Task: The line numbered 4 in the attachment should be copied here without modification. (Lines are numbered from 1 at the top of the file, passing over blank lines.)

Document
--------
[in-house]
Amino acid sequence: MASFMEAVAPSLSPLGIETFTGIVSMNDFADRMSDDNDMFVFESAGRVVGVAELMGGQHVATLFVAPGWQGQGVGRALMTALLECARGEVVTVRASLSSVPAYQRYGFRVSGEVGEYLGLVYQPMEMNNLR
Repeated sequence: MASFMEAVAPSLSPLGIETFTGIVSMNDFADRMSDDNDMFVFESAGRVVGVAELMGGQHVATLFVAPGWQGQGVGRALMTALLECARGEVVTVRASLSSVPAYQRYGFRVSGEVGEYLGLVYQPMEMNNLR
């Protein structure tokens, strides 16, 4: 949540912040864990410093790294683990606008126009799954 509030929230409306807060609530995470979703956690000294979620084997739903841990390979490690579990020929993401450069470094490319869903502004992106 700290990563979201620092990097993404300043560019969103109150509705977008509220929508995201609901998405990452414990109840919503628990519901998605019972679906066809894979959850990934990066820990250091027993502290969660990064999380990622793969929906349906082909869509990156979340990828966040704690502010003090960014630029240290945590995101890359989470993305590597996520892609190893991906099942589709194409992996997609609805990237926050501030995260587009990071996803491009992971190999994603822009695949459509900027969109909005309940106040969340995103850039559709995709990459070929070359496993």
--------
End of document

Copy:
């Protein structure tokens, strides 16, 4: 949540912040864990410093790294683990606008126009799954 509030929230409306807060609530995470979703956690000294979620084997739903841990390979490690579990020929993401450069470094490319869903502004992106 700290990563979201620092990097993404300043560019969103109150509705977008509220929508995201609901998405990452414990109840919503628990519901998605019972679906066809894979959850990934990066820990250091027993502290969660990064999380990622793969929906349906082909869509990156979340990828966040704690502010003090960014630029240290945590995101890359989470993305590597996520892609190893991906099942589709194409992996997609609805990237926050501030995260587009990071996803491009992971190999994603822009695949459509900027969109909005309940106040969340995103850039559709995709990459070929070359496993």